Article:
A real culture change

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David Minton/DRC
Filaments on the atomizer head soak up the e-liquid or e-juice, which is then heated, turning it into a vapor which is then inhaled by the user.

Electronic cigarettes gain popularity locally and around the country

Smokers have been lighting up in a different way here in Denton and around the country as electronic cigarettes gain popularity, moving from a fad to a real culture change.

Proponents of the devices say they are a cheaper alternative to smoking, while federal agencies debate just what e-cigarettes are and if they should step in to regulate the growing industry.

“Denton seems to be a hotbed right now. A lot of people seem to be accepting,” said North Texas Vapor Shop manager Steve Zotigh. “I think it has just as much to do with the college kids as the older population. A lot of them are very receptive to it. Most older people seem to grasp the idea of the value of this much more than a lot of younger people do.”

Zotigh said younger people are not as concerned about the effects of cigarette smoking, while to older folks it’s not just the cost of cigarettes being saved but the long-term health benefits.

“A lot of people, including myself, say you start to grow your taste buds after you stop smoking — a lot better sense of smell, a lot better sense of taste, your clothes, your car. Even if you don’t smoke in your home, the places still tend to smell. It’s a constant odor on you.”

Zotigh said he could remember a few years ago being accosted in bars whenever he would use his e-cigarette but said things have changed significantly since.

“Now, no one bats an eye,” he said.

The devices emit water vapor with no evidence to suggest there is any nicotine still in the vapor, Zotigh said. Inside the liquid is nicotine and propylene glycol, which is used in asthma inhalers and hard candy and other everyday products, with the last ingredient being the flavoring.

“We use all food-safe flavoring — the only chemical in there that really has any adverse effect will be nicotine.”

Tim Parker, owner of three Vapormax businesses in Denton, Keller and The Colony, said the stores keep popping up because people are seeing that it is a very profitable business.

“And it’s the best alternative we have ever had to smoking and the easiest way we have ever had for people to quit,” he said.

Regarding the regulation debate, Parker said it has been tried several times, but there has not been any valid reason to stop it.

“And that’s what the cigarette companies and pharmaceutical companies want because they are losing a lot of money. And as this gains popularity. they will continue to lose money.”

Parker said he expects some kind of tax to be placed on the industry eventually, but said he did not know what kind, or how, because the liquid used does not fall into the same category as tobacco.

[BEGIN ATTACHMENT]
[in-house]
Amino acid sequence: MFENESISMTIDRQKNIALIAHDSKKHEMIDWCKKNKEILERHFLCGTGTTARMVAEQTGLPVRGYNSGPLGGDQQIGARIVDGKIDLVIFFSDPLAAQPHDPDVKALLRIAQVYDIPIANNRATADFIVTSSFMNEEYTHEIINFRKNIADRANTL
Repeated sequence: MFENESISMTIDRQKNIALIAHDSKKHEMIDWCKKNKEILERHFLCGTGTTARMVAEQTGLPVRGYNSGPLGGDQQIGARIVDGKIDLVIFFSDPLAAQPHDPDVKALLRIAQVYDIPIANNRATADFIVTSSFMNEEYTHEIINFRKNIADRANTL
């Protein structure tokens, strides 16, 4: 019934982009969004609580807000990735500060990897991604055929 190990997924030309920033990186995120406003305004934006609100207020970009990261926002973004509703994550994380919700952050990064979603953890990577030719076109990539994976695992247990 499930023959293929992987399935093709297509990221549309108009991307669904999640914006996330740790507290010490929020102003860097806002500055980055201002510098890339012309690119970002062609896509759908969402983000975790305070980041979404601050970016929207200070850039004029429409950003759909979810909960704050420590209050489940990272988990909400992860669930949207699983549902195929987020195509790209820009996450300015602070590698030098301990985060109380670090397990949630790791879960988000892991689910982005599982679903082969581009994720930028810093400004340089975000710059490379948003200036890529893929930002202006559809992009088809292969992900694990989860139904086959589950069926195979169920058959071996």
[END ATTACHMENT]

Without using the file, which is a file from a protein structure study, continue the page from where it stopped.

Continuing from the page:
“Cigarettes have 4,000 toxins; with our products, we cut out those toxins. Our liquid has four ingredients.”

There is nicotine in it, but Parker said other products have nicotine in them and, if they want to levy a nicotine tax, it should affect other products, as well.

Another consideration of the new fad is safety. Denton fire officials said an Oct. 5 residential fire in the 1700 block of Glendora was started by an e-cigarette charger in a bedroom of the home.

“It’s a heat-producing device,” said Fire Marshal Laura Behrens. “Anything that’s a heat-producing device should not be place near combustibles and should not be left unattended.”

She said this was believed to be the first accidental fire caused by an e-cigarette device and hopes it will be the last.

“It’s really important to follow all manufacturer’s directions, and when they say to use their brand chargers, you need to do so,” Behrens said.

The Denton Police Department has no legal issue with e-cigarettes currently as there are no regulations in place.

“Is it smoking; is it not smoking? I have no clue. Right now, there is not anything you can regulate on the e-cigarettes,” said Officer Orlando Hinojosa. He said he wasn’t aware of any possible ordinances being talked about by the city.

Lindsey Baker, spokewoman for the city, said Denton’s current smoking policy only addresses lit tobacco products — it does not address the e-cigarette phenomena.

“To date, that has not come up,” she said.

Meanwhile more and more e-cigarette companies hoping to stake their claim in the market are rehashing marketing tactics of the past used to get smokers hooked.

They’re using cab-top and bus stop displays, sponsoring race cars and events, and encouraging smokers to “rise from the ashes” and take back their freedom in slick TV commercials featuring celebrities such as actor Stephen Dorff.

The Food and Drug Administration plans to set marketing and product regulations for electronic cigarettes in the near future. But for now, almost anything goes.

“Right now, it’s the wild, wild west,” said Mitch Zeller, director of the FDA’s Center for Tobacco Products in a recent interview.

Staff Writer Megan Gray contributed to this report.

BJ LEWIS can be reached at 940-566-6875 and via Twitter at @BjlewisDRC.


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